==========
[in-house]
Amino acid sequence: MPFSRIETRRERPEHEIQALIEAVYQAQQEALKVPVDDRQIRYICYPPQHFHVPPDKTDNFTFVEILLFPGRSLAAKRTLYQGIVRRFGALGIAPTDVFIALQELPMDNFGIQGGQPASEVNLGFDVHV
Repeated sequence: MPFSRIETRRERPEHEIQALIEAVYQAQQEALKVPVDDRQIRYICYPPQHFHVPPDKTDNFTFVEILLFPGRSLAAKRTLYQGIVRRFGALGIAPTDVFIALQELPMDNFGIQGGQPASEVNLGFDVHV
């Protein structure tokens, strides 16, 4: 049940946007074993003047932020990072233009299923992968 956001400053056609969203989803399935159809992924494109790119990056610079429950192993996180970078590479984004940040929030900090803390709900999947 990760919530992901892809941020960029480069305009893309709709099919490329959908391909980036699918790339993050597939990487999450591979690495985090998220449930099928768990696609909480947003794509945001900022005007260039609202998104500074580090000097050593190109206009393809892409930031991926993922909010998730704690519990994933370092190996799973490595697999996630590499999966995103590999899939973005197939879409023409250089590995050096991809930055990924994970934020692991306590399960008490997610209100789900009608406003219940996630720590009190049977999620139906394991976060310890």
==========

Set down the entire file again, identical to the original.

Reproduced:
[in-house]
Amino acid sequence: MPFSRIETRRERPEHEIQALIEAVYQAQQEALKVPVDDRQIRYICYPPQHFHVPPDKTDNFTFVEILLFPGRSLAAKRTLYQGIVRRFGALGIAPTDVFIALQELPMDNFGIQGGQPASEVNLGFDVHV
Repeated sequence: MPFSRIETRRERPEHEIQALIEAVYQAQQEALKVPVDDRQIRYICYPPQHFHVPPDKTDNFTFVEILLFPGRSLAAKRTLYQGIVRRFGALGIAPTDVFIALQELPMDNFGIQGGQPASEVNLGFDVHV
């Protein structure tokens, strides 16, 4: 049940946007074993003047932020990072233009299923992968 956001400053056609969203989803399935159809992924494109790119990056610079429950192993996180970078590479984004940040929030900090803390709900999947 990760919530992901892809941020960029480069305009893309709709099919490329959908391909980036699918790339993050597939990487999450591979690495985090998220449930099928768990696609909480947003794509945001900022005007260039609202998104500074580090000097050593190109206009393809892409930031991926993922909010998730704690519990994933370092190996799973490595697999996630590499999966995103590999899939973005197939879409023409250089590995050096991809930055990924994970934020692991306590399960008490997610209100789900009608406003219940996630720590009190049977999620139906394991976060310890």